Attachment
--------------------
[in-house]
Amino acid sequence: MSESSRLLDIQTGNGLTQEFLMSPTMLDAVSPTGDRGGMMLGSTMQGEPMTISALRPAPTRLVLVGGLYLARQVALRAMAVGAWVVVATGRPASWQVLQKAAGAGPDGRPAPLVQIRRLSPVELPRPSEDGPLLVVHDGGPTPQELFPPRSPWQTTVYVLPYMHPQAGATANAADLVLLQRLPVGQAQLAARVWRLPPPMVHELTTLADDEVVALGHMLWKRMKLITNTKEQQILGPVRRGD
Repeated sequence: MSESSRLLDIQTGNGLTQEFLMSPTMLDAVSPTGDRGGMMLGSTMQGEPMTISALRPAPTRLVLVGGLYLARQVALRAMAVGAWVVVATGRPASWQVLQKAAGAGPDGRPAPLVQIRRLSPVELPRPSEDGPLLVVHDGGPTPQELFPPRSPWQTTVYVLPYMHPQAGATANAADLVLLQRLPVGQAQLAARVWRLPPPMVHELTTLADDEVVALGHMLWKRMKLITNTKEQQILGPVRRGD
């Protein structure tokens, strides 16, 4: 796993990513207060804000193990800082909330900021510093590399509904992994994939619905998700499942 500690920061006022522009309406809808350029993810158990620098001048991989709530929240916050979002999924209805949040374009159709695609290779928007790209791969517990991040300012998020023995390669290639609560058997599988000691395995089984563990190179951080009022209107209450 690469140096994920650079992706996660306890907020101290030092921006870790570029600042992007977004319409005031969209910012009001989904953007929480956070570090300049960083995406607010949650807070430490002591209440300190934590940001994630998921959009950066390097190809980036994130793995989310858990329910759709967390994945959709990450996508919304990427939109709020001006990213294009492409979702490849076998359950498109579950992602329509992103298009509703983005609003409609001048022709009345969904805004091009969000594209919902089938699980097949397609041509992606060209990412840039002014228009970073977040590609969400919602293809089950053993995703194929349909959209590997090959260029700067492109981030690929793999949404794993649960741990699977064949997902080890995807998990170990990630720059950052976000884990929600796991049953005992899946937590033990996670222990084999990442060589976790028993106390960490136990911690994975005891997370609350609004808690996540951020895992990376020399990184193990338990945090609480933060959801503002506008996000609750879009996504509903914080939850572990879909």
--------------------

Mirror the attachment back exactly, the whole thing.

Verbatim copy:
[in-house]
Amino acid sequence: MSESSRLLDIQTGNGLTQEFLMSPTMLDAVSPTGDRGGMMLGSTMQGEPMTISALRPAPTRLVLVGGLYLARQVALRAMAVGAWVVVATGRPASWQVLQKAAGAGPDGRPAPLVQIRRLSPVELPRPSEDGPLLVVHDGGPTPQELFPPRSPWQTTVYVLPYMHPQAGATANAADLVLLQRLPVGQAQLAARVWRLPPPMVHELTTLADDEVVALGHMLWKRMKLITNTKEQQILGPVRRGD
Repeated sequence: MSESSRLLDIQTGNGLTQEFLMSPTMLDAVSPTGDRGGMMLGSTMQGEPMTISALRPAPTRLVLVGGLYLARQVALRAMAVGAWVVVATGRPASWQVLQKAAGAGPDGRPAPLVQIRRLSPVELPRPSEDGPLLVVHDGGPTPQELFPPRSPWQTTVYVLPYMHPQAGATANAADLVLLQRLPVGQAQLAARVWRLPPPMVHELTTLADDEVVALGHMLWKRMKLITNTKEQQILGPVRRGD
């Protein structure tokens, strides 16, 4: 796993990513207060804000193990800082909330900021510093590399509904992994994939619905998700499942 500690920061006022522009309406809808350029993810158990620098001048991989709530929240916050979002999924209805949040374009159709695609290779928007790209791969517990991040300012998020023995390669290639609560058997599988000691395995089984563990190179951080009022209107209450 690469140096994920650079992706996660306890907020101290030092921006870790570029600042992007977004319409005031969209910012009001989904953007929480956070570090300049960083995406607010949650807070430490002591209440300190934590940001994630998921959009950066390097190809980036994130793995989310858990329910759709967390994945959709990450996508919304990427939109709020001006990213294009492409979702490849076998359950498109579950992602329509992103298009509703983005609003409609001048022709009345969904805004091009969000594209919902089938699980097949397609041509992606060209990412840039002014228009970073977040590609969400919602293809089950053993995703194929349909959209590997090959260029700067492109981030690929793999949404794993649960741990699977064949997902080890995807998990170990990630720059950052976000884990929600796991049953005992899946937590033990996670222990084999990442060589976790028993106390960490136990911690994975005891997370609350609004808690996540951020895992990376020399990184193990338990945090609480933060959801503002506008996000609750879009996504509903914080939850572990879909």